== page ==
After days of mystery, deposed Ukrainian president Viktor Yanukovich emerged today in the Russia city of Rostov-on-Don to hold a press conference. Yanukovich declared himself the legitimate head of state for Ukraine, and told journalists that he fled his own country for fear of his life. He demanded to return under secure circumstances so that he could resume his term of office — but that Russia needs to stay out of the conflict:
Appearing in public for the first time since he left his nation’s capital earlier this week, ousted Ukrainian President Viktor Yanukovych told reporters in Russia on Friday that he is “eager and ready to fight for the future of Ukraine.” …
Yanukovych vowed to return to Ukraine “as soon as there will be a guarantee for my safety and the security of my family.”
But Yanukovych, according to an English translation aired by the BBC and other news outlets, decried those who he said are using “terror and fear” to rule Ukraine and who he said forced him to flee even though he had agreed to a play for new elections later this year. He referred to his toppling as “banditry and a coup.”
Last weekend’s “circus in the parliament,” Yanukovych claimed, did not lead to his legal removal from office. “I cannot call it impeachment,” he said, “and I cannot recognize it and I will not recognize it, ever.”
Yanukovich faces charges for mass murder if he returns to Ukraine, after the killings of 88 unarmed protesters in Kyiv. He rejects those charges.
“I never gave orders for the police to shoot,” Mr Yanukovych says. But police have the right to self-defence, he adds.
The BBC said this led to “derisive laughter” from crowds gathering on Independence Square to listen to his remarks.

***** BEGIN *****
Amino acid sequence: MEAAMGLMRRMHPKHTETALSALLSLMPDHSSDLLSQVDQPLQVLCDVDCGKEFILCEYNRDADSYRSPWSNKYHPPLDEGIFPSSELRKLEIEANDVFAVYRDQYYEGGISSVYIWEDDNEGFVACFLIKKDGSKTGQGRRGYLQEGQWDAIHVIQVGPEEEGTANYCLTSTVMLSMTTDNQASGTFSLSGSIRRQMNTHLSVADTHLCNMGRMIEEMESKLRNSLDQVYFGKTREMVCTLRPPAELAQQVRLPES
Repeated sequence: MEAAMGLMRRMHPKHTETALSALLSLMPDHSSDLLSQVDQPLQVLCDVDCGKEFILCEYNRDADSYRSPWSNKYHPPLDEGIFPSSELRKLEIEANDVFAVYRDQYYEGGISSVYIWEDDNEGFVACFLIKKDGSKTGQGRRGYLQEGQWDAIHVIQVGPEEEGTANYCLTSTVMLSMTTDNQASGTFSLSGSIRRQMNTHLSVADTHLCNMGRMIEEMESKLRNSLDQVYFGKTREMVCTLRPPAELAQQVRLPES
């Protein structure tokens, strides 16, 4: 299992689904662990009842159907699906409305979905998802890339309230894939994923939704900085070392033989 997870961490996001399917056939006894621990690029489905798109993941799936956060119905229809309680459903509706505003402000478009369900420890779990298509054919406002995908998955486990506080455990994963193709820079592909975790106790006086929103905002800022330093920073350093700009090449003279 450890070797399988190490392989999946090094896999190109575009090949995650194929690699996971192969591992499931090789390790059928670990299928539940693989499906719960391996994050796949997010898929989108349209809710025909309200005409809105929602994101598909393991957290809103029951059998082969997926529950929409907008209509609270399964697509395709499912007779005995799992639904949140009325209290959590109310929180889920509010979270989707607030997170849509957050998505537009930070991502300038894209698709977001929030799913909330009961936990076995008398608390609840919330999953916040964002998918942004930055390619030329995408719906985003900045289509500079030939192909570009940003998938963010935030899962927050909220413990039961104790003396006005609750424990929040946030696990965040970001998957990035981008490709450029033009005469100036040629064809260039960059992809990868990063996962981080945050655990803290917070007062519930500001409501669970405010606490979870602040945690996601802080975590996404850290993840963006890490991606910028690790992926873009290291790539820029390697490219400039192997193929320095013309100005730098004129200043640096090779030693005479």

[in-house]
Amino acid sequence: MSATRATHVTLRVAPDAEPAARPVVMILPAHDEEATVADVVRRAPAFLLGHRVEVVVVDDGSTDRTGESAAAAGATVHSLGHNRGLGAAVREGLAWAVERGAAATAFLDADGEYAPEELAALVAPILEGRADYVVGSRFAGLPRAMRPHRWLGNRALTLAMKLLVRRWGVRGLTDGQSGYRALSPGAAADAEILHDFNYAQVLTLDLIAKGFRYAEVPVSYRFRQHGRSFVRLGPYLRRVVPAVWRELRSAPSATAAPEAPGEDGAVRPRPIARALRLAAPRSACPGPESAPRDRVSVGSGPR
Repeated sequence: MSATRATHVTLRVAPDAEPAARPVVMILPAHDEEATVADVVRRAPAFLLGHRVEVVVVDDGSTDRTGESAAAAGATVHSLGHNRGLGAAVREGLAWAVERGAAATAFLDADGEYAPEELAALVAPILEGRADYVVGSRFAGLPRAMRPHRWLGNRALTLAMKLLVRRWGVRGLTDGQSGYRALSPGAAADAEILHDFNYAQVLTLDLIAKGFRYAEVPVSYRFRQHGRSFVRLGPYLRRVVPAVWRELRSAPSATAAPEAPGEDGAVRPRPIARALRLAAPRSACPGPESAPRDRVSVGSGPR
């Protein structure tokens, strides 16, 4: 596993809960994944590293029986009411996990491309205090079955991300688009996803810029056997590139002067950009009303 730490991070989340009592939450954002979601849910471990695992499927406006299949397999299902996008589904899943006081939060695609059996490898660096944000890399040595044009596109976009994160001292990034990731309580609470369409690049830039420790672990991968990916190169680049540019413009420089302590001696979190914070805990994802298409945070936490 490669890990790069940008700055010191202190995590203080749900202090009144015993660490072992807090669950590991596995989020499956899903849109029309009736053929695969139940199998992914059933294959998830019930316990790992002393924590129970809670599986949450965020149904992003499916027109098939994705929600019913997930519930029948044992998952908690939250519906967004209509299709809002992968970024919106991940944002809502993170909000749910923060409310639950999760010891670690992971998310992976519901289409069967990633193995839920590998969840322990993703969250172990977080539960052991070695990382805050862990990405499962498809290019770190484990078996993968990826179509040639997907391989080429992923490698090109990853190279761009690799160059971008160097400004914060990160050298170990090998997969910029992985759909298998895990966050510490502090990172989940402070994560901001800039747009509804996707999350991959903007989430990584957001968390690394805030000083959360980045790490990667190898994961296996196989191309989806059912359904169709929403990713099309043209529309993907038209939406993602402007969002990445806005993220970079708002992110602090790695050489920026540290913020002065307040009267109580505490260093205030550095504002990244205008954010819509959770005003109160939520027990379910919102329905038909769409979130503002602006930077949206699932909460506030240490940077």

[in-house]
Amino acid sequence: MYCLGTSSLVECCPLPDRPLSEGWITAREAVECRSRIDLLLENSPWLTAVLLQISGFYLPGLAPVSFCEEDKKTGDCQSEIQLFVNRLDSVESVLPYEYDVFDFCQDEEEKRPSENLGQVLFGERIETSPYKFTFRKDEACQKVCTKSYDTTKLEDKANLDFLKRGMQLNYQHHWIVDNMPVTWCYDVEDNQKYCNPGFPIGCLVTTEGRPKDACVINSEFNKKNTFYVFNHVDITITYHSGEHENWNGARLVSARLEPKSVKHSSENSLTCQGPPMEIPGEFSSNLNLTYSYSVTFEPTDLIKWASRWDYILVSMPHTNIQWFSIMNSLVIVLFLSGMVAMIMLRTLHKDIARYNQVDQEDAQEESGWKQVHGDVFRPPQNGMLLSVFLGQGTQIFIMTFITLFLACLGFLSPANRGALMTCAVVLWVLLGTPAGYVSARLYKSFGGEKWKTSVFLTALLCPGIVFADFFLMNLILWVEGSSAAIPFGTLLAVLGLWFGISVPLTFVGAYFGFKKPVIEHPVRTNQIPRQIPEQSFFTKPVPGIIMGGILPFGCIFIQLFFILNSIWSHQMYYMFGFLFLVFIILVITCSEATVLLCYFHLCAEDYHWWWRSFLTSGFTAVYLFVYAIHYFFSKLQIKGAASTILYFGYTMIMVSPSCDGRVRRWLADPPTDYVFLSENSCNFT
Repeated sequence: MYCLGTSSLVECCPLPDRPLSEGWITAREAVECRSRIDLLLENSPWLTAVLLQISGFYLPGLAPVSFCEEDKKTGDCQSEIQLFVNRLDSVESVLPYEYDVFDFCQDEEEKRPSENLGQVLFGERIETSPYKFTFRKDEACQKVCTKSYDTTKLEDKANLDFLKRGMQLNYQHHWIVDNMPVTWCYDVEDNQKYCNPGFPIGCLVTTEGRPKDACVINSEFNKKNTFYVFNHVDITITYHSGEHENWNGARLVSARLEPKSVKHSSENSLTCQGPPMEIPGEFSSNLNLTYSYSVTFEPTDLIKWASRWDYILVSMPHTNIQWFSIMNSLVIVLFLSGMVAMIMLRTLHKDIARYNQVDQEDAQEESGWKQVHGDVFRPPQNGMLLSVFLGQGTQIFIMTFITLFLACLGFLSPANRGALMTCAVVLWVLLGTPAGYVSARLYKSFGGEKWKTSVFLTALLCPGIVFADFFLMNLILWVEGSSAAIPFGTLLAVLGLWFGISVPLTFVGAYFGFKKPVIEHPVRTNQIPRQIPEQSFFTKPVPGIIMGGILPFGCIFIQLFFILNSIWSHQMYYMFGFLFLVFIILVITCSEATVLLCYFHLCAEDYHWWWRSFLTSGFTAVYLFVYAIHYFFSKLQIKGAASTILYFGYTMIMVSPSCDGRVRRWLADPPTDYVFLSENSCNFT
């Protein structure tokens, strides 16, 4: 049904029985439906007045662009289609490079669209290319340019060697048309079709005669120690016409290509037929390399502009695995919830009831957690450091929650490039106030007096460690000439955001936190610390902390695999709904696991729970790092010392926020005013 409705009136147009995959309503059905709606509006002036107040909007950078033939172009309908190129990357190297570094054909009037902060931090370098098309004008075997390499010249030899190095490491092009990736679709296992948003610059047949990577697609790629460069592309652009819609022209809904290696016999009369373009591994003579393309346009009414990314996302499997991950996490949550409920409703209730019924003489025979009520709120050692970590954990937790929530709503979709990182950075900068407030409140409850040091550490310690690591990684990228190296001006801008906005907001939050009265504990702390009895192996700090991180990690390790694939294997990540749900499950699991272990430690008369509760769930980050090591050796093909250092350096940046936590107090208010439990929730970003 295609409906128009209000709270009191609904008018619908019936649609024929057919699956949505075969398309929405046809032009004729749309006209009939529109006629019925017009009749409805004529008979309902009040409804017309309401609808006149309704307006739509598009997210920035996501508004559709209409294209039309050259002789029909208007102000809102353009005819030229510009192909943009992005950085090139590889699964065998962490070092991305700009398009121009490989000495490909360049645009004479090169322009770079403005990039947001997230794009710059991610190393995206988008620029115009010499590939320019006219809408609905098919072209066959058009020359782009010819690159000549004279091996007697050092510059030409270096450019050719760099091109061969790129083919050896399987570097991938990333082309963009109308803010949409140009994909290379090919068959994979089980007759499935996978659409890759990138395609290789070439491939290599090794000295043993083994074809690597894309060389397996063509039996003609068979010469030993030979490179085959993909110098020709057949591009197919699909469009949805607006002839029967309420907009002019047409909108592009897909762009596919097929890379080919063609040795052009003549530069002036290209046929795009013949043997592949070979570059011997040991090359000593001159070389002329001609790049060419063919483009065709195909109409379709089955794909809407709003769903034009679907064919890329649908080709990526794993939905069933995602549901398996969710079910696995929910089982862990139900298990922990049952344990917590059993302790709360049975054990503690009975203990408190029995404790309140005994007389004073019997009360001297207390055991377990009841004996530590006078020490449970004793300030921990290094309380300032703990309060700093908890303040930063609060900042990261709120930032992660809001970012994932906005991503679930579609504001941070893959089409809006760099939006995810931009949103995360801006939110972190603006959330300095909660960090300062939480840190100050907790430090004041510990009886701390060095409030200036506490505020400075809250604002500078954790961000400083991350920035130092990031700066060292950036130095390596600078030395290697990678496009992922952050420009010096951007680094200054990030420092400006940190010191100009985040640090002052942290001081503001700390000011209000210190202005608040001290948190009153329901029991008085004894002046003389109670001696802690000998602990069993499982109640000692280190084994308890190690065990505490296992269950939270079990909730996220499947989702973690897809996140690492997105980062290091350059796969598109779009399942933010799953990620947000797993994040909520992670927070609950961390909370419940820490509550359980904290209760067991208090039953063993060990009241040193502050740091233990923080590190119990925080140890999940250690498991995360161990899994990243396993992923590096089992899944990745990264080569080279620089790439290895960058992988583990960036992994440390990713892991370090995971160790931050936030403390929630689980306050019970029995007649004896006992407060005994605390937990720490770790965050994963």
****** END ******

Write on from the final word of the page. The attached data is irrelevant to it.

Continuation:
Yanukovich insisted that he would not call for any outside intervention … at least, not military intervention. “I am categorically opposed to an invasion of Ukraine and the violation of its integrity,” he said, and urged Crimeans to remain calm and part of Ukraine. “Ukraine should be a single, united country.” On the other hand, Yanukovich declared himself “astonished” at the lack of reaction from Vladimir Putin over his ouster. “Knowing the character of Vladimir Putin, I am astonished that he is still keeping quiet with such restraint.”
Most of us assume that the quiet part is cover for other actions, as most of the world knows the character of Vladimir Putin, too. We’re seeing it in Crimea at the moment, where Russian special forces are now surrounding a Coast Guard base to keep locals from seizing weapons and taking back their airports:
Around 30 Russian marines surrounded the coast guard base in the Crimean city of Sevastopol on Friday, according to a statement by the Ukraine’s state border guard.
The statement, reported by The Associated Press, said the marines were paratroopers from the 810th brigade of Russia’s Black Sea fleet and quoted them as saying they were there to prevent extremists seizing the base’s weapons.
While Yanukovich insists that the criminal charges against him in Ukraine are unmerited, that’s not the only country where he has legal problems. Switzerland froze his assets, as well as those of his son Oleksander and 18 other Ukrainians connected to him:
The Swiss financial regulator FINMA says the assets of Ukraine’s ousted President Viktor Yanukovich, his son Oleksander, and 18 other Ukrainians have been frozen.The assets were blocked as of 12:00 CET on Friday. …
Included on this list is Mykola Azarov, the former Prime Minister who resigned from his post in January.
Banks now “have a due diligence requirement” to cooperate with the order to cut off access to any funds Yanukovich or the other listed 19 people may hold in Switzerland.
The Swiss have also opened a probe of Yanukovich after allegations of money laundering:
Separately, on Thursday prosecutors in Geneva began a investigation into Yanukovich and money laundering . Prosecutors have searched the office of his son Oleksander and seized documents.
“A penal investigation for severe money laundering is currently being conducted in Geneva against Viktor Yanukovich and his son Oleksander,” the prosecutor’s office said in a statement, Friday.
Gee, I wonder who his client might have been, if the allegations turn out to be true?